Daily Independent (Ashland, KY)


March 13, 2014

Using yesterday’s problems to understand today

ASHLAND — If I asked you to point out Switzerland on a world map, could you? What about Morocco? Austria-Hungary?

Just kidding, Austria-Hungary is not a country any more.

I wager a guess that many Kentuckians, and Americans in general, could not answer the above questions correctly—whether they be young or old.

The question combo challenges a person to think both geographically and historically, two subjects that seem to be neglected or forgotten in school and post-grad life.

But they are both equally important to understanding the world we live in today.

For instance, to understand the current Ukraine crisis, both proximity, culture and history must be considered.

Some of you may have heard talk of the Ukraine crisis eventually escalating into World War III. If this idea sounds absurd to you, maybe you are not giving appropriate attention to history and geography.

Starting with the basics:

Ukraine is virtually divided into East and West, with Westerners more receptive to European customs, the East preferring Russia.

To the south lies the Crimea Peninsula, where 60 percent of citizens identify themselves as Russian.

Crimea was part of the Soviet Union until after World War II when it was reunited with Ukraine, which was added to the European Union.

In the east, Ukraine depends heavily on natural gas from Russia. So when the European Union invited Ukraine to join ranks, the West cheered and the East clung to Russia, in order to keep its gas supplier.

With the country split, then-Ukrainian President Viktor Yanukovych denied the EU invite, remaining  trade partners with Russia — a decision that sparked violent protest.

The information in the previous two paragraphs is current, but the preceding three paragraphs are all based on history and geography.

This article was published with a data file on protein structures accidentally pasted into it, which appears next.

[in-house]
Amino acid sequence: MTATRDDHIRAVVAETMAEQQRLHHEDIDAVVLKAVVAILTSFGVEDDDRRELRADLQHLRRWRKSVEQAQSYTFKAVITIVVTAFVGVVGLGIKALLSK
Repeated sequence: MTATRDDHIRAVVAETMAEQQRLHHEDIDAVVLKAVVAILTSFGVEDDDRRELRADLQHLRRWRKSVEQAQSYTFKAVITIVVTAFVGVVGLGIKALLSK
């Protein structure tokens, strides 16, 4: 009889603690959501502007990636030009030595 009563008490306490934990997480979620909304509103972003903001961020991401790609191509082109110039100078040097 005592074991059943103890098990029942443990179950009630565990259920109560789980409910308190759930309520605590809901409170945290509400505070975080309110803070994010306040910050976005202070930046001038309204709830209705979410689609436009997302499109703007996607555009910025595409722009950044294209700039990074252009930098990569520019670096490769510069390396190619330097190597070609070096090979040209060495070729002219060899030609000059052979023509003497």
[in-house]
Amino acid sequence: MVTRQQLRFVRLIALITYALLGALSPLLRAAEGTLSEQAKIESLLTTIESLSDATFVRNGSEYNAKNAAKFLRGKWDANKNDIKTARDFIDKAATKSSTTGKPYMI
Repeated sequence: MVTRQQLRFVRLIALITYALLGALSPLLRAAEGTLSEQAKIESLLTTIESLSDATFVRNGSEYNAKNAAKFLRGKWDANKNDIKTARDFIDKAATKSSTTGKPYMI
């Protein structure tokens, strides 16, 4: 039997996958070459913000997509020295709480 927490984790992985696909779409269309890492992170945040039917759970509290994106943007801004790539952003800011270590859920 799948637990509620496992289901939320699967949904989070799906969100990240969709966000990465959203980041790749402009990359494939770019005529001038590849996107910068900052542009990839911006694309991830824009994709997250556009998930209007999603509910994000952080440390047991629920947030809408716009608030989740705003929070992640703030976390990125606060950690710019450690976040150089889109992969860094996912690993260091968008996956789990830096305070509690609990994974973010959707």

Without the background information, fighting among East, West and Crimean-Ukrainians would not make sense. Without knowing about Russia’s relationship with Crimea in World War II, the loyalty to Russia would be confusing.

Now that we can all agree history and geography are equally important, can we find where the disconnect between informed and isolated lies?

Can it be found in the school systems that may not work these subjects into the curriculum frequently enough?

Or do the school systems give them the appropriate amount of attention, but just cannot engage students enough to make the information stick?

It is possible the problem could be disassociation with foreign cultures? Not many generally travel to Russia or Ukraine from the United States — kind of out of sight, out of mind?

Either way, there is extreme conflict brewing in East Europe-West Asia. There are still many factors in the way of international relationships, Russian President Vladimir Putin, European history and global dynamics that need to be considered on this topic.

Maybe World War III will not erupt from this crisis, but history and geography are important in predicting what may come next from this unstable region.

LANA BELLAMY can be reached at lbellamy@dailyindependent.com or (606) 326-2653.

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